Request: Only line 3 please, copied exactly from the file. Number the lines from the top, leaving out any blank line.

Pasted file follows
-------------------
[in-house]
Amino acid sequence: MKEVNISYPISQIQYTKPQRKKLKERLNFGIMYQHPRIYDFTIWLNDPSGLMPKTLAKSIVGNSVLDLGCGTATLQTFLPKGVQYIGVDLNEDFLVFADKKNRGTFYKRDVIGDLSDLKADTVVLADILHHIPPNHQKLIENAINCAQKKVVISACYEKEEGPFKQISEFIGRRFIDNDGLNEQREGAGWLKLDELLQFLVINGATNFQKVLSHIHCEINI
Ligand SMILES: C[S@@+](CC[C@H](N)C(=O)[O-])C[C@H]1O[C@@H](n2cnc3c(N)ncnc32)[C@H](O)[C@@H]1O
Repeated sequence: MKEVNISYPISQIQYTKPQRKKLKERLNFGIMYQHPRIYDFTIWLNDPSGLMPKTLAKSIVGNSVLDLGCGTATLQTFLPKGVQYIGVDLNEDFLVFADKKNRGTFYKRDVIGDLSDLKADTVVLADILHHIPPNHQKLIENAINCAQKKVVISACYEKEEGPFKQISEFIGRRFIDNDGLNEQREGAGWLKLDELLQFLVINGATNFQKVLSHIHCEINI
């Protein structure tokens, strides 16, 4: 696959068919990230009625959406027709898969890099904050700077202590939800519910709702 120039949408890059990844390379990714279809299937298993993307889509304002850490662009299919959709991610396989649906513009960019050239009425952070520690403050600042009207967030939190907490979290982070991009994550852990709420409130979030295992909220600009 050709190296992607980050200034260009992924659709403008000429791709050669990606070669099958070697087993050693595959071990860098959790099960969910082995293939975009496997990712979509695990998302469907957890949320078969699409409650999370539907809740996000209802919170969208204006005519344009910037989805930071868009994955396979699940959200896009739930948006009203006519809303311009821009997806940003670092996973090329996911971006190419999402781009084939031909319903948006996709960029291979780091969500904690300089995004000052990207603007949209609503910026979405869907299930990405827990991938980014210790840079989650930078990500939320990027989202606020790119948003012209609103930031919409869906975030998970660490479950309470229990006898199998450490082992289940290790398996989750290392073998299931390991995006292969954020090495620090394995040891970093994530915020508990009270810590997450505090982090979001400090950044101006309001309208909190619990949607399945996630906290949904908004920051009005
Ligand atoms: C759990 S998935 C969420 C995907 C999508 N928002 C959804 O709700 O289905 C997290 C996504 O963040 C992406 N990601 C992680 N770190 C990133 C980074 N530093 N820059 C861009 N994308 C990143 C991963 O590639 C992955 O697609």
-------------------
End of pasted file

Ligand SMILES: C[S@@+](CC[C@H](N)C(=O)[O-])C[C@H]1O[C@@H](n2cnc3c(N)ncnc32)[C@H](O)[C@@H]1O